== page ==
Teachers in Cranbrook are hoping an agreement with the B.C. government can be reached before they begin a full-scale strike on Tuesday, June 17.
Members of the B.C. Teachers Federation (BCTF) voted earlier this week to approve a full walkout to put pressure on the provincial government as a new collective agreement is negotiated.
On Wednesday, the BCTF issued 72-hour strike notice, meaning a full-scale strike will begin on Tuesday unless an agreement has been reached by then.
In the meantime, Monday has been designated a study session for teachers, so schools won’t be open for students.
“We absolutely did not want to get here,” said Shelley Balfour, president of the Cranbrook District Teachers Association. “It is so disappointing for the teachers and the children because this is the end of the year. You’ve had these kids for the whole year and now we are without the opportunity to say goodbye. That’s very meaningful for kids.
“On the other hand, now is the time to put the pressure on. We’re running out of time. We can’t wait too much longer because then we’re in the summer.”
Hope remains that the BCTF and the government’s bargaining body, the B.C. Public School Employer’s Association, will reach a deal over the weekend.
“There’s still a glimmer of hope. We have Friday, Saturday, Sunday, Monday in order to come to the table and make the deal,” said Balfour.
“We had a big conference call (Thursday) morning. Our bargaining team is sitting, waiting, for the government to bring some money to the table. We have restructured our proposals… and they are set to bargain through the weekend.”
The news comes the same day that teachers in School District 5 are taking part in the third one-day strike in as many weeks.
Balfour said that, although the government and teachers are far apart on wage increases, that is not the biggest sticking point in the negotiations.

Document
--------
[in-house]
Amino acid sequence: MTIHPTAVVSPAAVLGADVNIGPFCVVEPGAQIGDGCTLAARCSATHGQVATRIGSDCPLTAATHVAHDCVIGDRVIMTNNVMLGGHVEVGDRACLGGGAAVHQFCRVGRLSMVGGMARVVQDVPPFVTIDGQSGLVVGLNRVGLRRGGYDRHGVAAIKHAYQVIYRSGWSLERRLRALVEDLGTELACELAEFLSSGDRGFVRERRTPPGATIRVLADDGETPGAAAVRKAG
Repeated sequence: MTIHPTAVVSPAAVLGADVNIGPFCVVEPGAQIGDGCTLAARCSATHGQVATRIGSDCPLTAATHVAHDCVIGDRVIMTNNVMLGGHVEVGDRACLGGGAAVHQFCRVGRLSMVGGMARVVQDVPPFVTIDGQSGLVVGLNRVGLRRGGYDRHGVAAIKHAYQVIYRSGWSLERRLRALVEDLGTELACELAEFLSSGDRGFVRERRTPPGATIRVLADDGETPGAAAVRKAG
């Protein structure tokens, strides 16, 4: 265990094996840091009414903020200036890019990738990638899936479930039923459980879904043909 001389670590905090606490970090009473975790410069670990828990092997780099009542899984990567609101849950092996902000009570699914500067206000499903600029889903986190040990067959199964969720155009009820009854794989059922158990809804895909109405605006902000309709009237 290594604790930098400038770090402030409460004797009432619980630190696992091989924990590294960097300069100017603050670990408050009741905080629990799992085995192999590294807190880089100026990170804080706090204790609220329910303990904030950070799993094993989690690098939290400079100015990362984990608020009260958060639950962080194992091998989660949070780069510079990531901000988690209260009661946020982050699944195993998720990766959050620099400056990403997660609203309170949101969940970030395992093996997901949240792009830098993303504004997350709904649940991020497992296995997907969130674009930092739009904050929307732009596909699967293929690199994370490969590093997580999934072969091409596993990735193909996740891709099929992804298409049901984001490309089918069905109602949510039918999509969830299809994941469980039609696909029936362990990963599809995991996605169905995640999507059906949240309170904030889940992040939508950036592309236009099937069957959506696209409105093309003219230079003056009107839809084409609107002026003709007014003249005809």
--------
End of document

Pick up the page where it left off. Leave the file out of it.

“Class size and composition is our number one issue. But in the same vein, you have to bring money to the table for class size and composition. It’s not about the salaries; it’s about class size and composition. That’s our number one fight,” she said. “Let’s just get going and fix that.”
Education Minister Peter Fassbender said Thursday that the strike notice was not unexpected, but acknowledged that students and parents are stressed by the situation.
He said the government will be at the bargaining table over the weekend to try and avert a strike, but that the union must sit down with “realistic expectations and a willingness to find solutions.”
Meanwhile, on Thursday the Labour Relations Board ruled that despite the strike, teachers in B.C. must mark provincial exams for senior students and have final grades ready for graduating students.
Teachers will prepare marks for senior high report cards, and will be available to supervise exams if school administration doesn’t have enough people to do it.
The strike will not affect graduation ceremonies, Balfour added.
“The exams will happen, grad will happen, all of that will be taken care of.”
Monday’s study session is a chance for teachers to get together to discuss the situation.
“We are all gathering to have our conversations and our planning sessions on where we are going to go from here. It’s an opportunity for us to get together to discuss as a whole group where we are at,” said Balfour.
With files from Canadian Press